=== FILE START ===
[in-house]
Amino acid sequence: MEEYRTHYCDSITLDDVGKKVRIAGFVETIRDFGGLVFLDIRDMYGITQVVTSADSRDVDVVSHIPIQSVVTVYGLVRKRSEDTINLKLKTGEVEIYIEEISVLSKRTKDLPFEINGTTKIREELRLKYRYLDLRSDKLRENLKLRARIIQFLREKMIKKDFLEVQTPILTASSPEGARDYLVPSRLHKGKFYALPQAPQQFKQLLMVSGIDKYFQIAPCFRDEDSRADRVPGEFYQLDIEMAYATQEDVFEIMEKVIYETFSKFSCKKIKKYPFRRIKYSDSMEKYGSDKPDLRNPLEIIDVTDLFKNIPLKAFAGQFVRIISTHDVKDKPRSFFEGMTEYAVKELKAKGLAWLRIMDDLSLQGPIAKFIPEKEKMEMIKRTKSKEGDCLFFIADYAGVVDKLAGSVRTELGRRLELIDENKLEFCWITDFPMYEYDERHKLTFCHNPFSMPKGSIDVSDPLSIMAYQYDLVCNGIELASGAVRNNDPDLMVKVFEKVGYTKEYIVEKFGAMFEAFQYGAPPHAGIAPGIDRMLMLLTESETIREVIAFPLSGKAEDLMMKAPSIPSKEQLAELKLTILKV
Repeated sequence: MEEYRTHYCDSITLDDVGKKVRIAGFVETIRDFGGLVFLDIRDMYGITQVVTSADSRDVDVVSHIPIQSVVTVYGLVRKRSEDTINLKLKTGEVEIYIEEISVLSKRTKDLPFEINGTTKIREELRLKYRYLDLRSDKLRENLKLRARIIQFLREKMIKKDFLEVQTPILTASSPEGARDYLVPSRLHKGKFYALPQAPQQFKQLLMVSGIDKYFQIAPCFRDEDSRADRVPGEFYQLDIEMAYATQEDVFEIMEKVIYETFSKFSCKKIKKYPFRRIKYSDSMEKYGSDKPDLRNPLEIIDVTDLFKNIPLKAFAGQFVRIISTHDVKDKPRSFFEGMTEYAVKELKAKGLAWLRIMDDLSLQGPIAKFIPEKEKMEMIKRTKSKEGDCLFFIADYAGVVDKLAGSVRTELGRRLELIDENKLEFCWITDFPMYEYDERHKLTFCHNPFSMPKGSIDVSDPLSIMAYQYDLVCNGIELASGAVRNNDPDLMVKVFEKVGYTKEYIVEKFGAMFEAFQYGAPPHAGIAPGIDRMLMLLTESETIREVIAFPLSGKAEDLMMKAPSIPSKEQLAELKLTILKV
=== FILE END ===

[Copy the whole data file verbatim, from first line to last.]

[in-house]
Amino acid sequence: MEEYRTHYCDSITLDDVGKKVRIAGFVETIRDFGGLVFLDIRDMYGITQVVTSADSRDVDVVSHIPIQSVVTVYGLVRKRSEDTINLKLKTGEVEIYIEEISVLSKRTKDLPFEINGTTKIREELRLKYRYLDLRSDKLRENLKLRARIIQFLREKMIKKDFLEVQTPILTASSPEGARDYLVPSRLHKGKFYALPQAPQQFKQLLMVSGIDKYFQIAPCFRDEDSRADRVPGEFYQLDIEMAYATQEDVFEIMEKVIYETFSKFSCKKIKKYPFRRIKYSDSMEKYGSDKPDLRNPLEIIDVTDLFKNIPLKAFAGQFVRIISTHDVKDKPRSFFEGMTEYAVKELKAKGLAWLRIMDDLSLQGPIAKFIPEKEKMEMIKRTKSKEGDCLFFIADYAGVVDKLAGSVRTELGRRLELIDENKLEFCWITDFPMYEYDERHKLTFCHNPFSMPKGSIDVSDPLSIMAYQYDLVCNGIELASGAVRNNDPDLMVKVFEKVGYTKEYIVEKFGAMFEAFQYGAPPHAGIAPGIDRMLMLLTESETIREVIAFPLSGKAEDLMMKAPSIPSKEQLAELKLTILKV
Repeated sequence: MEEYRTHYCDSITLDDVGKKVRIAGFVETIRDFGGLVFLDIRDMYGITQVVTSADSRDVDVVSHIPIQSVVTVYGLVRKRSEDTINLKLKTGEVEIYIEEISVLSKRTKDLPFEINGTTKIREELRLKYRYLDLRSDKLRENLKLRARIIQFLREKMIKKDFLEVQTPILTASSPEGARDYLVPSRLHKGKFYALPQAPQQFKQLLMVSGIDKYFQIAPCFRDEDSRADRVPGEFYQLDIEMAYATQEDVFEIMEKVIYETFSKFSCKKIKKYPFRRIKYSDSMEKYGSDKPDLRNPLEIIDVTDLFKNIPLKAFAGQFVRIISTHDVKDKPRSFFEGMTEYAVKELKAKGLAWLRIMDDLSLQGPIAKFIPEKEKMEMIKRTKSKEGDCLFFIADYAGVVDKLAGSVRTELGRRLELIDENKLEFCWITDFPMYEYDERHKLTFCHNPFSMPKGSIDVSDPLSIMAYQYDLVCNGIELASGAVRNNDPDLMVKVFEKVGYTKEYIVEKFGAMFEAFQYGAPPHAGIAPGIDRMLMLLTESETIREVIAFPLSGKAEDLMMKAPSIPSKEQLAELKLTILKV